How To Calculate The forex Bid Ask Spread
The bid-ask spread is the difference between the bid price for a security and its ask (or offer) price. It represents the difference between the highest price that a buyer is willing to pay (bid) for a security and the lowest price that a seller is willing to accept for it. A transaction occurs either when a buyer accepts the ask price or a seller takes the bid price. In simple terms, a security will trend upward in price when buyers outnumber sellers, as the buyers bid the stock higher. Conversely, a security will trend lower in price when sellers outnumber buyers, as the supply-demand imbalance will force the sellers to lower their offer price. The bid-ask spread is an important consideration for most investors when trading securities, since it is a hidden cost incurred when trading any financial instrument -- stocks, bonds, commodities, futures, options or foreign currency.
The following points need to be borne in mind with regard to bid-ask spreads:
Spreads are determined by liquidity, as well as supply and demand for a specific security. The most liquid or widely traded securities tend to have the narrowest spreads, as long as there is no major imbalance between supply and demand. If there is a significant imbalance and lower liquidity, the bid-ask spread will expand substantially.
Spreads on U.S. stocks have narrowed since the advent of "decimalization" in 2001. Prior to that date, most U.S. stocks were quoted in fractions of 1/16th of a dollar, of 6.25 cents. Most stocks now trade at bid-ask spreads well below that level.
Bid-ask spreads represent a cost that is not always apparent to novice investors. While spread costs may be relatively insignificant for investors who do not trade frequently, they can represent a bigger cost for active traders who make numerous trades daily.
Spreads widen during steep market declines because of the supply-demand imbalance as sellers "hit the bid" and buyers stay away in anticipation of lower prices. As a result, market makers widen the spread for two reasons: (1) to mitigate the higher risk of loss during volatile times, and (2) to dissuade investors from trading during such times, as a larger number of trades increases the risk to the market maker of being caught on the wrong side of the trade.
Examples of the Bid-Ask Spread
Example 1: Consider a stock that is trading at $9.95 / $10. The bid price is $9.95 and the offer price is $10. The bid-ask spread in this case is 5 cents. The spread as a percentage is $0.05 / $10 or 0.50%.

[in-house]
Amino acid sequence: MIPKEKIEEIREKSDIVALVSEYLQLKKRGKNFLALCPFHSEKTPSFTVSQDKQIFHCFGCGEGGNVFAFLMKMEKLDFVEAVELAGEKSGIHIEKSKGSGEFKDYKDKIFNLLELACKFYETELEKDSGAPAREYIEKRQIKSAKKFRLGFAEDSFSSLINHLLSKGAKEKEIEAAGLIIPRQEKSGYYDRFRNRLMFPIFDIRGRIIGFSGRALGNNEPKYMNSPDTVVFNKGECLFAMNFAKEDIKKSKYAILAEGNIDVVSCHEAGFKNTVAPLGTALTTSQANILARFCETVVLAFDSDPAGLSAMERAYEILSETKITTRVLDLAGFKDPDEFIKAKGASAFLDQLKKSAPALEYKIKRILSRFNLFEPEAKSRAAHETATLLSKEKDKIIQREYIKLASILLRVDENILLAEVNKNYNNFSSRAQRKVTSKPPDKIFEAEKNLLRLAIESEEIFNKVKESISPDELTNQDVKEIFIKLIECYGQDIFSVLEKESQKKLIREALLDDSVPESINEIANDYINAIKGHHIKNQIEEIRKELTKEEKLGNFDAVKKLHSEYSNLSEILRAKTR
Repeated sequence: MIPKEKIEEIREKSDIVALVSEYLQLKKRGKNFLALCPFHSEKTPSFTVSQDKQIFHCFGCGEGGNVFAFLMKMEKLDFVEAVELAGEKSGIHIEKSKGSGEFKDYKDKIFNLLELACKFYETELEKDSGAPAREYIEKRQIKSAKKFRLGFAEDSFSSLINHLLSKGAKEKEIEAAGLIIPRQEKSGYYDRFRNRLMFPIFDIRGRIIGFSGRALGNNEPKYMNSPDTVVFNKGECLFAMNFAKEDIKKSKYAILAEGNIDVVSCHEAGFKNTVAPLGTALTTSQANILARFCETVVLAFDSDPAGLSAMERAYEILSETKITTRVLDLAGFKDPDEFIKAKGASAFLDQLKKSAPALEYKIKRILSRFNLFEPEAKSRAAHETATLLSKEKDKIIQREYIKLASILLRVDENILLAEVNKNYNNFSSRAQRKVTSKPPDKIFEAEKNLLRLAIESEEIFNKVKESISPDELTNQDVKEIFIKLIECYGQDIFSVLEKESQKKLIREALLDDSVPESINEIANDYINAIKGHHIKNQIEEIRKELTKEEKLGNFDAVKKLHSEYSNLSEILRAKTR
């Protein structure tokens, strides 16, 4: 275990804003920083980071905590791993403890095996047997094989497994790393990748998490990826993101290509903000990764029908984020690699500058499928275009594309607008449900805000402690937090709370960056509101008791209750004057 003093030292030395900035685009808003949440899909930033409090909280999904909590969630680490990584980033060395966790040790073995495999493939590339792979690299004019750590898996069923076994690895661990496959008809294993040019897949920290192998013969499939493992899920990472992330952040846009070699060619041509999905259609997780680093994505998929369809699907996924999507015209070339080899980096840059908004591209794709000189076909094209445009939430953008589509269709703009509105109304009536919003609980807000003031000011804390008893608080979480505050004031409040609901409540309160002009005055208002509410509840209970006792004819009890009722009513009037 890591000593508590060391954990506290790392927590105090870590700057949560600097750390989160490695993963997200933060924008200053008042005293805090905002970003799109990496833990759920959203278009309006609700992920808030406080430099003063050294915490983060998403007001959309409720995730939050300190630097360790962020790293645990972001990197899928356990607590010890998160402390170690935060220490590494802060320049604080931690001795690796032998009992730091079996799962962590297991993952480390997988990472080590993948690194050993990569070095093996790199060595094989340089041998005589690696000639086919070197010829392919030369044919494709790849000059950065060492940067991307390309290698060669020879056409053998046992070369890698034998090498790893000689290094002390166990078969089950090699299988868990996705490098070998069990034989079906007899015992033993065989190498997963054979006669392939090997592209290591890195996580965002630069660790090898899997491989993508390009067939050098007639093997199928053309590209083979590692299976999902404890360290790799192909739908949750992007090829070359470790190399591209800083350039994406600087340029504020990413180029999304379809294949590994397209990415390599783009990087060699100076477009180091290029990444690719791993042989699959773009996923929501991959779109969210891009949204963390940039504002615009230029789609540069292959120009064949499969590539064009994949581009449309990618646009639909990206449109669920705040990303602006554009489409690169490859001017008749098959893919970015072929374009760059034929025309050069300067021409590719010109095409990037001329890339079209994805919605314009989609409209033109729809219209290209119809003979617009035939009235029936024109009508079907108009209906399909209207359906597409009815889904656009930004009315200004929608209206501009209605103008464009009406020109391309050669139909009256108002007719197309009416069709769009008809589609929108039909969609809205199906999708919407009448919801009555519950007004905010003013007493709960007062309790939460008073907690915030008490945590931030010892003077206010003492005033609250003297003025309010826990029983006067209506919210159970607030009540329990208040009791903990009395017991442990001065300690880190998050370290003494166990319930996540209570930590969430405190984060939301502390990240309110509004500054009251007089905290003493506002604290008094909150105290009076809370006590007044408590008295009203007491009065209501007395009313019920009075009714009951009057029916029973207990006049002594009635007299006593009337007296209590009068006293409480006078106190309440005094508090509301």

A buyer who acquires the stock at $10 and immediately sells it at the bid price of $9.95 -- either by accident or design -- would incur a loss of 0.50% of the transaction value due to this spread. The purchase and immediate sale of 100 shares would entail a $5 loss, while if 10,000 shares were involved, the loss would be $500. The percentage loss resulting from the spread is the same in both cases.
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Example 2: Consider a retail forex trader who buys EUR 100,000 on margin. The current quote in the market is EUR 1 = USD 1.3300 / 1.3302.
The bid-ask spread in this case is 2 pips. The spread as a percentage is 0.015% (i.e. 0.0002 / 1.3302) of the traded amount of EUR 100,000.
Specifically with regard to forex spreads, take note of a few important caveats:
Most forex trading at the retail level is done using a great deal of leverage, because of which spread costs as a percentage of the trader's equity can be quite high. In the above example, assume the trader had equity of $5,000 in his or her account (which implies leverage of about 26.6:1 in this case). The $20 spread amounts to 0.4% of the trader's margin in this instance.
For a quick calculation of the cost of the spread as a percentage of your margin or equity, simply multiply the spread percentage by the degree of leverage. For example, if the spread in the above case was 5 pips (1.3300 / 1.3305), and the amount of leverage was 50:1, the cost of the spread as a percentage of the margin deposit is as much as 1.879% (0.0376% x 50).
Spread costs can add up quickly in the rapid-fire world of forex trading, where traders' holding period or investment horizon is typically much shorter than in stock trading.